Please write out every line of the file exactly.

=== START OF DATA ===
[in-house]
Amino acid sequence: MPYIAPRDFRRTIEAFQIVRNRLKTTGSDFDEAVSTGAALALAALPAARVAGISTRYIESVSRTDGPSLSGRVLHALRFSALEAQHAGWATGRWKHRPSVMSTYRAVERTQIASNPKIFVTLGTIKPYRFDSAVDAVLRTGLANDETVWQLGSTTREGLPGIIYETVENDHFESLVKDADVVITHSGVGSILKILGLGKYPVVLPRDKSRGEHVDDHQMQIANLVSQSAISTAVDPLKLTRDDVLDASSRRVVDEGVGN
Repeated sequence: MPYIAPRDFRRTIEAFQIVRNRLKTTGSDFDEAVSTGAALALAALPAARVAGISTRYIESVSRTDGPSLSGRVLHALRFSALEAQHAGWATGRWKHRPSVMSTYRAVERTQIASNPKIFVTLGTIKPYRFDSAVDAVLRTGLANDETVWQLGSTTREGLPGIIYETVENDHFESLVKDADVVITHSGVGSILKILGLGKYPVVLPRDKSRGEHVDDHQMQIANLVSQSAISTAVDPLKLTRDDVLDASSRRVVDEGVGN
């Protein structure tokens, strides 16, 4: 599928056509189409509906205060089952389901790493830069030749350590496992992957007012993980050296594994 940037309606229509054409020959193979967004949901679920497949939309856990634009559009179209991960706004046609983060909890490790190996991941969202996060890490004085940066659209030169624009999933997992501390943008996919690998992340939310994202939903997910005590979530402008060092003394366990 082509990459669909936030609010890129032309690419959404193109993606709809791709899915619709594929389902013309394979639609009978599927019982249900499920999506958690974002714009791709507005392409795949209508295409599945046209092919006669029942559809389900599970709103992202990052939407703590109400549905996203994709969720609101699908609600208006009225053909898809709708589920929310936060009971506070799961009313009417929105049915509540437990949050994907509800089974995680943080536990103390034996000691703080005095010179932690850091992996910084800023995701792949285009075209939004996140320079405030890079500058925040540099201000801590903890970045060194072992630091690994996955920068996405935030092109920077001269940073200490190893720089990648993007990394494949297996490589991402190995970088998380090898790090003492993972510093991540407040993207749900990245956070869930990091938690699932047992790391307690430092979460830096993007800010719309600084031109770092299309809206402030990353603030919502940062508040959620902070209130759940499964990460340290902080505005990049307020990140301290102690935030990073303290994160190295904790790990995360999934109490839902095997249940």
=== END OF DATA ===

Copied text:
[in-house]
Amino acid sequence: MPYIAPRDFRRTIEAFQIVRNRLKTTGSDFDEAVSTGAALALAALPAARVAGISTRYIESVSRTDGPSLSGRVLHALRFSALEAQHAGWATGRWKHRPSVMSTYRAVERTQIASNPKIFVTLGTIKPYRFDSAVDAVLRTGLANDETVWQLGSTTREGLPGIIYETVENDHFESLVKDADVVITHSGVGSILKILGLGKYPVVLPRDKSRGEHVDDHQMQIANLVSQSAISTAVDPLKLTRDDVLDASSRRVVDEGVGN
Repeated sequence: MPYIAPRDFRRTIEAFQIVRNRLKTTGSDFDEAVSTGAALALAALPAARVAGISTRYIESVSRTDGPSLSGRVLHALRFSALEAQHAGWATGRWKHRPSVMSTYRAVERTQIASNPKIFVTLGTIKPYRFDSAVDAVLRTGLANDETVWQLGSTTREGLPGIIYETVENDHFESLVKDADVVITHSGVGSILKILGLGKYPVVLPRDKSRGEHVDDHQMQIANLVSQSAISTAVDPLKLTRDDVLDASSRRVVDEGVGN
């Protein structure tokens, strides 16, 4: 599928056509189409509906205060089952389901790493830069030749350590496992992957007012993980050296594994 940037309606229509054409020959193979967004949901679920497949939309856990634009559009179209991960706004046609983060909890490790190996991941969202996060890490004085940066659209030169624009999933997992501390943008996919690998992340939310994202939903997910005590979530402008060092003394366990 082509990459669909936030609010890129032309690419959404193109993606709809791709899915619709594929389902013309394979639609009978599927019982249900499920999506958690974002714009791709507005392409795949209508295409599945046209092919006669029942559809389900599970709103992202990052939407703590109400549905996203994709969720609101699908609600208006009225053909898809709708589920929310936060009971506070799961009313009417929105049915509540437990949050994907509800089974995680943080536990103390034996000691703080005095010179932690850091992996910084800023995701792949285009075209939004996140320079405030890079500058925040540099201000801590903890970045060194072992630091690994996955920068996405935030092109920077001269940073200490190893720089990648993007990394494949297996490589991402190995970088998380090898790090003492993972510093991540407040993207749900990245956070869930990091938690699932047992790391307690430092979460830096993007800010719309600084031109770092299309809206402030990353603030919502940062508040959620902070209130759940499964990460340290902080505005990049307020990140301290102690935030990073303290994160190295904790790990995360999934109490839902095997249940």